First of all, I am not making a slanderous statement, as you will note, I said, "Having studied Scrivener's work on the King James Bible". I am making a statement which is factual and true. And my statement is that Scrivener made unnecessary changes to the KJB. I also believe that his work in Greek is a deviation. If you look on my website you will find a draft of my book which contains various studies linked with the Scrivener's KJB issue.

Second, while Scrivener did disagree to Westcott, Hort and the others to a point, he did not disagree enough to disavow himself of the work, nor did he hesitate to supervise the printing of their new Greek text, nor did he refrain from making remarks favourable to the Revised Version. There are numerous statements from Scrivener's book which are against the King James Bible, its tradition and its textual basis.

Third, Scrivener was not upholding the KJB. If he did, why would he have to change the constructed underlying text as presented by Lloyd? (Please let me know if there is a valid reason.) Why did he partake of the Revised Version? Why did he make numerous changes in the King James Bible himself, including altering passages such as Hebrews 10:23 in the English?

P.S. I am talking about two different things, his Greek and his English.

jerry 02-23-2008 08:14 PM

In regards to his Greek TR, it is the same as the KJV - from all the years I have studied it. If there are some actual differences, I have yet to find them. His work on his TR was after his work on the Revised Version - and his work on the RV is what led him to defend the TR (to whatever extent he may have done).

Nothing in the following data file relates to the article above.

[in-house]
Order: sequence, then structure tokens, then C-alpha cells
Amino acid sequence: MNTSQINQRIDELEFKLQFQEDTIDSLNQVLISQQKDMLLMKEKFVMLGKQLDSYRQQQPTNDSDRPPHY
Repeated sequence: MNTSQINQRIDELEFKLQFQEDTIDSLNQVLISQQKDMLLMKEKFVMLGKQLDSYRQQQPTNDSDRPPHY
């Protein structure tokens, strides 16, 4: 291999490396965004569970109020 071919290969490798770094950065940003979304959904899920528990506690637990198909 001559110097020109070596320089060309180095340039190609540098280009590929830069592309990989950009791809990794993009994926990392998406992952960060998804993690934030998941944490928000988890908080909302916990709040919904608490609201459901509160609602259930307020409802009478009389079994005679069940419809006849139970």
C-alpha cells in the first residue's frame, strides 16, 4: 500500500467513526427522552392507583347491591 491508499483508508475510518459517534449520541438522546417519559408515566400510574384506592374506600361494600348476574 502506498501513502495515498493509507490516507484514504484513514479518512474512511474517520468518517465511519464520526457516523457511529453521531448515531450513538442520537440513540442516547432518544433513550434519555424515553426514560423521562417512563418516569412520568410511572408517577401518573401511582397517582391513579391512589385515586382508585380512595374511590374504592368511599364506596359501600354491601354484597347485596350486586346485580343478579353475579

I don't care about his personal quirks or whether he personally disagreed with the KJV in various places - his TR is exactly the same (to the best I have been able to determine). I am not defending him and his doctrine or beliefs, but his work which I have used for years.

bibleprotector 02-23-2008 08:15 PM

I said, "There is no present certain understanding or meaning of every Greek word of the New Testament, nor is there a consistent method present that might be utalised to understand the Greek properly"

Jerry said, "Yes there is, or we would not have an English NT".

Yes, I agree that the statement would be true in 1611, but I am talking about 2008. If it were true in 2008, a new valid English Bible could be produced, or further revisions on the KJB be allowed.

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Yes there is, or we would not have an English NT - there are enough Greek lexicons out there to know the Greek NT is perfectly understandable. The problem comes from the Critical Greek texts, not the preserved TR.
I stand by my statement, that we cannot be fully certain as to the full and proper meaning of every Greek word, especially since there is no full certainty as to what constitutes the actual Greek text (or otherwise sources) underlying the King James Bible.
However, it is perfectly attainable to know the meaning of every English word as is presented in the King James Bible, about which we can be certain, because we have seen and known it, touched and read it, and, in short, can study it with the Spirit's help.